Just because you can’t punish your pup, it doesn’t mean you can’t show him your displeasure. You want your puppy to want to please you and make you proud, but if he has an accident (trust us, he will), you have to clean up the mess right away, and preferably with an enzyme cleaner.
Enzyme cleaners are much more heavy-duty compared to soap, in the sense that they can break down messes at the molecular level, which will completely eliminate any traces of feces or urine. Why is this important? Because puppies, including Boxer puppies, like to go in the same spot. They are attracted to the smell of urine, which prompts them to go.
If you don’t rid the crime scene of every residue, then your Boxer puppy is very likely to go there again, and have an accident in the exact same place. If the situation is bad enough, your Boxer puppy could decide to have that spot on the carpet to be his new potty area. With an enzymatic cleaner, you will greatly reduce the chances of this ever happening.
When you catch your dog in the act, you can show your displeasure by firmly telling him “no!”, or use whichever word you have chosen to show your dog something is “wrong” or “bad”. Right after you say “no”, show him where he should be doing it. If you caught him in the middle of urinating, you can let him finish in the correct spot and reward him after.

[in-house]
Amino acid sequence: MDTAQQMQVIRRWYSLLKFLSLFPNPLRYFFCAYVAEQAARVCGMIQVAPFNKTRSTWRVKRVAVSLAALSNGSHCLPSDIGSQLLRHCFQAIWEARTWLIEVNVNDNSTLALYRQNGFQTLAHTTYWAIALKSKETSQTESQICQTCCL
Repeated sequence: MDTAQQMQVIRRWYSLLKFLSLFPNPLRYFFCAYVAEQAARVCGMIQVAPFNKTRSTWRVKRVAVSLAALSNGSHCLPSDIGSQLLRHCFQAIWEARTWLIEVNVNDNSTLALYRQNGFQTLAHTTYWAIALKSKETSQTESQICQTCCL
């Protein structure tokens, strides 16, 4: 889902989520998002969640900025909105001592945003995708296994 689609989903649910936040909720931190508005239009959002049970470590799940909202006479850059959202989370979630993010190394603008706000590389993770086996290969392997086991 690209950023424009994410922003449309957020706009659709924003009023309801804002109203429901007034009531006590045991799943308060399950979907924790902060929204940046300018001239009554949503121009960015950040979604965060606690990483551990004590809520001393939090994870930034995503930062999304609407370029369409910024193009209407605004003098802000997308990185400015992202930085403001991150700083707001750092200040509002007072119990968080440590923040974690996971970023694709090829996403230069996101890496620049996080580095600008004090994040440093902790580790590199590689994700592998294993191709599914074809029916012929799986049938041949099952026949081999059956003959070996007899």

Don’t worry if this happens a few times. Puppies are smart, which also means puppies learn quickly.
This next part is very important to remember. If you do not catch your Boxer puppy in the middle of pooping or urinating, then you cannot yell or show your anger in any way. Although Boxers are highly intelligent dogs, they won’t be able to connect the dots and understand you’re getting upset over something that may have happened hours ago.